Rights are NOT “Privileges” and are NOT lawfully subject to license or licensing requirements

I wrote the following letter to my state representative.  I’ll share the response with you when it arrives, and will let you know if it doesn’t.

I’m writing you today concerning a point of Constitutional law I recently uncovered that appears to put much of Colorado’s licensing efforts in a dim light.  In particular, I’m licensed by the El Paso County Sheriff’s Office to carry a concealed handgun, and fully understand all the privileges and restrictions associated with that permit.  However, I’m also a student of both the words and wisdom of our Founding Fathers, and know full well they never intended any right be reduced to a privilege or subject to license.

I recently came across two U.S. Supreme Court decisions along these lines and wanted to run them by you:

“No state shall convert a liberty into a license, and charge a fee therefore.” (Murdock v. Pennsylvania, 319 U.S. 105)

“If the State converts a right (liberty) into a privilege, the citizen can ignore the license and fee and engage in the right (liberty) with impunity.” (Shuttlesworth v. City of Birmingham, Alabama, 373 U.S. 262)

Here’s our Founding Father’s take on the issue:  “…the right to keep and bear arms shall not be infringed.” (Second Amendment to the U.S. Constitution)  That seems abundantly clear to me.

Here’s my take on the issue:  All concealed carry “permits” are licenses of a right (liberty).  The U.S. Supreme Court has ruled in Murdock v. Pennsylvania, 319 U.S. 105 (1943) that such licenses are illegal.  Furthermore, the U.S. Supreme Court has ruled in Shuttlesworth v. City of Birmingham, 373 U.S. 262 (1963) that citizens “can ignore the license and fee and engage in the right (liberty) with impunity.”  Combined with fact that the Second Amendment clearly states the act of keeping and bearing arms is a right seems to withdraw all wiggle room for law enforcement to behave otherwise, unless the legal examiner or legislator ignores either the Constitution or the U.S. Supreme Court decision.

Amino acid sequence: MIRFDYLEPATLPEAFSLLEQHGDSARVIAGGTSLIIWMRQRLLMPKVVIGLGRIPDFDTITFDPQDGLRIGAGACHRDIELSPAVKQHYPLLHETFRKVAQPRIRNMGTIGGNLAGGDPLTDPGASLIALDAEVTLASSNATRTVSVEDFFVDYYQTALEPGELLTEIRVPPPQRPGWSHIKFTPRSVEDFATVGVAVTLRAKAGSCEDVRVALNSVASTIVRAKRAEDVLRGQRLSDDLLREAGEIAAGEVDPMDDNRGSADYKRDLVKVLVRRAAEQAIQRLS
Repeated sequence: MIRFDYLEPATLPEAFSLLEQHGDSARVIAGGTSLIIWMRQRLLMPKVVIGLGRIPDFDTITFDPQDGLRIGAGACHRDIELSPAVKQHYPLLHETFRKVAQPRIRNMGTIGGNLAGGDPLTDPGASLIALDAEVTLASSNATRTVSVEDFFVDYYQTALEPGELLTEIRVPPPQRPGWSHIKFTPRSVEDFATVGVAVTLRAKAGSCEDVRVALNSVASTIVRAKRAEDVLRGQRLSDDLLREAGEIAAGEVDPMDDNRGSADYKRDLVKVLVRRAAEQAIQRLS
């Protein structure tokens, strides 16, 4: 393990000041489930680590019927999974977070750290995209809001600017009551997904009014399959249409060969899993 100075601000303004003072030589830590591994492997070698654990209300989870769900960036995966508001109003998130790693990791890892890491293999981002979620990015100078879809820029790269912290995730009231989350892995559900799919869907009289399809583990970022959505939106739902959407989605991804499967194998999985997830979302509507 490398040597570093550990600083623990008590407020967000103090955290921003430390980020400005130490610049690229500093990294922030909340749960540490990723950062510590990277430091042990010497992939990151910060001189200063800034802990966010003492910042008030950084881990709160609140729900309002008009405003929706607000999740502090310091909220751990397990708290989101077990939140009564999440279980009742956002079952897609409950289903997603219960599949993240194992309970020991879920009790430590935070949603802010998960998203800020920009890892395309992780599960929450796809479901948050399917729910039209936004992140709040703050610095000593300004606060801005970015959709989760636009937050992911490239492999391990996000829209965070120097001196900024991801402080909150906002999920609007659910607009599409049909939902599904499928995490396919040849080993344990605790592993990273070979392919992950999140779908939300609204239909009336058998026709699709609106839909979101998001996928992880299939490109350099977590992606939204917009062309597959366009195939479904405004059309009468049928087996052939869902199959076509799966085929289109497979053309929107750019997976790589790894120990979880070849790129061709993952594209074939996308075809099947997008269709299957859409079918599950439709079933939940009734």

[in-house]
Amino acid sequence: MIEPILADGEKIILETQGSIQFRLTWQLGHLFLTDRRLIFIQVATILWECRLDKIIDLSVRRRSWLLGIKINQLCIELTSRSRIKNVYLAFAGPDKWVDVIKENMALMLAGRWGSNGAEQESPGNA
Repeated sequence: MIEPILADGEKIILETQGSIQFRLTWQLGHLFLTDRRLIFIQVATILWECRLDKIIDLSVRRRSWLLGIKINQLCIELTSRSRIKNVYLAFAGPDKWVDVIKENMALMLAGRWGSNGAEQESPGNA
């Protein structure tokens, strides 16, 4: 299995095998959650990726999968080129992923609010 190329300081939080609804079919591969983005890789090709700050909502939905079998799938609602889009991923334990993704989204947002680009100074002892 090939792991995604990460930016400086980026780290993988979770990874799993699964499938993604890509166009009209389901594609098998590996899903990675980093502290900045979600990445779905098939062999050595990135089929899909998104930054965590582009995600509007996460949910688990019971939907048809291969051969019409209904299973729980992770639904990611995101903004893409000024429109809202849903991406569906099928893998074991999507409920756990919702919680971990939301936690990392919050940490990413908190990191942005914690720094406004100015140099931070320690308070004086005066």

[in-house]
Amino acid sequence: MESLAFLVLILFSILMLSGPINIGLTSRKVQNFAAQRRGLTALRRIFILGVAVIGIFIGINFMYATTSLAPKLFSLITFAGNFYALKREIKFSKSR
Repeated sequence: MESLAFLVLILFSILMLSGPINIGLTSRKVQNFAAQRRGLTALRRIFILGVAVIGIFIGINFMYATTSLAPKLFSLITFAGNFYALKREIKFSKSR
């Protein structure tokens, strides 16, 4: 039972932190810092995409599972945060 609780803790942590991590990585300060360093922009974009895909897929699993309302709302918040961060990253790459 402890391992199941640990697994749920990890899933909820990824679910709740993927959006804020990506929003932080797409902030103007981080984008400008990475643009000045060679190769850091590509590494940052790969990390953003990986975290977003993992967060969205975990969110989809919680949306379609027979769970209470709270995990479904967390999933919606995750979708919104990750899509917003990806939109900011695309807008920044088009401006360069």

Thus, my question to you:  Which States are willing to stand by the U.S. Constitution and the U.S. Supreme Court decisions which support it?  More specifically, when will Colorado stop violating the U.S. Constitution and these U.S. Supreme Court decisions and instead correctly join with the ranks of those states who have passed “Constitutional Carry” laws?

As of July 1, 2015, Alaska, Arizona, Arkansas, Kansas, Vermont and Wyoming are considered constitutional carry states. In Wyoming’s case, permitless carry is for residents only; non-residents must have a permit to carry a concealed handgun in that state. Maine will join the list in October 2015.

If I’m not mistaken, these decisions by the U.S. Supreme Court cover the much large issue of licensing efforts in general.  What other Constitutionally-guaranteed rights are illegally treated as “privileges” under Colorado law?  What steps will you take to restore Colorado law to a more lawful basis commensurate with “the supreme Law of the Land?” (Article VI, U.S. Constitution)

Sincerely…

Addendum:  Our Founding Fathers had GOOD REASON to ensure that our Second Amendment was ratified WITHOUT RESTRICTION.  In fact, as it stands, it specifically PROHIBITS ANY AND ALL restrictions:  “…the right of the people to keep and bear arms SHALL NOT BE INFRINGED.”

Second Amendment – NO RESTRICTIONS!

 

Why?  Because it says so.  That’s why.  Out.